Rick and Megan Prelinger
Every workshop has tools, and most are laid out according to a practical plan: the saw hangs by the sander, the goggles near the welding torch. In San Francisco, the Prelinger Library is a workshop of the mind, its tools organized according to an intellectual geography. Books are arranged so a visitor can walk through ideas, starting on the ground and ending up in outer space.
There is no card catalog — “We don’t believe in that!” Rick Prelinger says — and Megan Prelinger shelved the collection based on intuitive links among subjects. Their library is not built so that visitors can find a specific book; instead, it’s designed to encourage discovery and association. “Between the two of us, we pretty much know what’s in here,” Megan says of herself and her husband. “But at the same time, visitors always find things that we don’t know about.”
I visited the library on a sunny Wednesday. (It’s open only on Wednesdays because of budget constraints.) What I found was an astonishing array of printed materials, a celebration of creativity and culture. At the front table, two smiling librarians invited me to walk through the stacks in order to discover my next story. They also gave me tea.
A storage unit and a dream
The Prelingers didn’t technically have a library when they started, even though they called it one. Rick says that founding their library “was contrarian, because independent and private libraries are usually associated with wealth, privilege, and enclosure, and we wanted to do the opposite.” Megan nods. “We wanted to do the punk version,” she says.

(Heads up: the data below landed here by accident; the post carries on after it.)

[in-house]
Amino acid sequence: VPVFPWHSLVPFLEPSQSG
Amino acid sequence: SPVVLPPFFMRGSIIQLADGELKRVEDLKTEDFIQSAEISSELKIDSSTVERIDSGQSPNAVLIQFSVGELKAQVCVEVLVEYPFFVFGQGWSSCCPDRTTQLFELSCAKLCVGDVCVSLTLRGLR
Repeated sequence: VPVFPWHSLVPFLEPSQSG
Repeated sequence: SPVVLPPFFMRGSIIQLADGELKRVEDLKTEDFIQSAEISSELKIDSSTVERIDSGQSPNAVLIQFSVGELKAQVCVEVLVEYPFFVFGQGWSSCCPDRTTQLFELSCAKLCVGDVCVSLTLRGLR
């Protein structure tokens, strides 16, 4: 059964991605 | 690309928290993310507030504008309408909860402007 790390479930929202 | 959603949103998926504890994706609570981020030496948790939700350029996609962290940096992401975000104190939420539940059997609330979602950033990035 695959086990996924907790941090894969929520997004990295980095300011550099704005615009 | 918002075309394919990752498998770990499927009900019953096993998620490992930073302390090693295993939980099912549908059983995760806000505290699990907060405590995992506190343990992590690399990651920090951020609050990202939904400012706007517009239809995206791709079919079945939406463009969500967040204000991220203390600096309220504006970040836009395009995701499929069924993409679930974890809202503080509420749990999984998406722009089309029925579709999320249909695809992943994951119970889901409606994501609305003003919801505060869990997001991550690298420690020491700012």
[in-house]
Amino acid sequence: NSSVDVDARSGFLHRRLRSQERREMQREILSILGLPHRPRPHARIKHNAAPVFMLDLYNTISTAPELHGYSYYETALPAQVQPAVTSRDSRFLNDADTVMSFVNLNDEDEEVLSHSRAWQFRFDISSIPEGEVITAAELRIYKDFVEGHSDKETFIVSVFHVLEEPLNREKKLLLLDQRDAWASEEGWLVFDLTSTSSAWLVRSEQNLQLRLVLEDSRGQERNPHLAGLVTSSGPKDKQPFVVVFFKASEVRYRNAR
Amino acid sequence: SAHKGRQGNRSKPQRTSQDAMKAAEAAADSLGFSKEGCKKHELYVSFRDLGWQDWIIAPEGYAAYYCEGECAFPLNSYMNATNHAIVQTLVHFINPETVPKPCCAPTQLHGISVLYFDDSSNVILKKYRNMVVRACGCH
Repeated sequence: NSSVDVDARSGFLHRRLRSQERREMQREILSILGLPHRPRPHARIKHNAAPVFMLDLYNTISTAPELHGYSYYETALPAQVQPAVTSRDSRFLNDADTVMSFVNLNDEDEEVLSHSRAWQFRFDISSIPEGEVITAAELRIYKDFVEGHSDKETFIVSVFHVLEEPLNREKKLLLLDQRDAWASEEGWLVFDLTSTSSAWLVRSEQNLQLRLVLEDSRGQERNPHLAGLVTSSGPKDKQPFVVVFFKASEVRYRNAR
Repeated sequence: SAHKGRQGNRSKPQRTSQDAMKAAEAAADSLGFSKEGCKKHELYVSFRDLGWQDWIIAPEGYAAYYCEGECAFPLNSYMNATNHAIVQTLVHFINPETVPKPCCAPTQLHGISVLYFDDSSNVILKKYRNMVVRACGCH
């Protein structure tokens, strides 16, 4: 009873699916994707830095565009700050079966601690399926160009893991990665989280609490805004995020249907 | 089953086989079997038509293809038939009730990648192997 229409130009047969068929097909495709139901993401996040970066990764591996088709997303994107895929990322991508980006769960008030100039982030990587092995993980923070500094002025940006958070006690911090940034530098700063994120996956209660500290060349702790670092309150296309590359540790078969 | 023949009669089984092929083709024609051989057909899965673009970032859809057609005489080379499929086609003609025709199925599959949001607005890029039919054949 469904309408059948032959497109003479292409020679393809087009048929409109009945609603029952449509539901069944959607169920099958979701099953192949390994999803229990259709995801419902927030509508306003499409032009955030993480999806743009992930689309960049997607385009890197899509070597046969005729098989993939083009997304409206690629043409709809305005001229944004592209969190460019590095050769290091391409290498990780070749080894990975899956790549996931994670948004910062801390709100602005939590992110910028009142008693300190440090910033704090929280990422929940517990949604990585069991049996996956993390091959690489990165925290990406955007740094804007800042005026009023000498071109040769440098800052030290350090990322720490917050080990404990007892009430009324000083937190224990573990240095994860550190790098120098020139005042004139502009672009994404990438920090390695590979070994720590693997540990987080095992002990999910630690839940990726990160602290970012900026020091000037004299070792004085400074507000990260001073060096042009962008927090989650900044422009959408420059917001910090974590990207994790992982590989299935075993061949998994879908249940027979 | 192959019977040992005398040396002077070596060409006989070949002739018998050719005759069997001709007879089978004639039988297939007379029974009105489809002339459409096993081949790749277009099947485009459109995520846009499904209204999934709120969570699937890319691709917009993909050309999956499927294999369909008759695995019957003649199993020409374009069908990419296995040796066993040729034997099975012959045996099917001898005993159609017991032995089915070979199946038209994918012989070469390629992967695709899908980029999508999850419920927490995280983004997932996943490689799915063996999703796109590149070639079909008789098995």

“We declared ourselves to be a library long before we ever were one, and declared ourselves entitled to claim things from library-to-library exchange lists,” says Megan.
While libraries were tossing books, the Prelingers scooped them up, including periodicals, maps, magazines, zines, and other materials.1 They didn’t have enough storage at home, and spent years accumulating media in rented space. The Prelingers accrued 3,000 boxes, mixing library castoffs with their personal book collection, and they searched for a place to put them.
In late 2003, the Prelingers capitalized on a downward swing in San Francisco’s real estate cycle, leasing a single large room in the South of Market district. In May 2004, they put in tremendous floor-to-ceiling shelving units, and in June invited 58 friends from across the country to help fill them up. After workdays of shelving issues of Electric Railway Journal and International Television Almanac, the group took midsummer picnics and watched movies together. “That was the nexus of the community that built around the library,” Rick says.
Today, the library feels like it has always been there. It has areas of clutter and zones of peaceful order. At one end of the room, light floods in through old windows. At the other, the natural light has been almost entirely blocked by five towering rows of shelves. (When I visited, light strips were being installed in the dark center stacks so they’d be easier to navigate.)
Simply walking through the stacks, I’m confronted by a journey through light and darkness, surrounded on all sides by books, labeled in sections ranging from ultra-specific to hugely broad: BIRDS, ATOMIC ERA, SALES, YOUTH, INTELLECTUAL “PROPERTY,” GEOPOLITICS.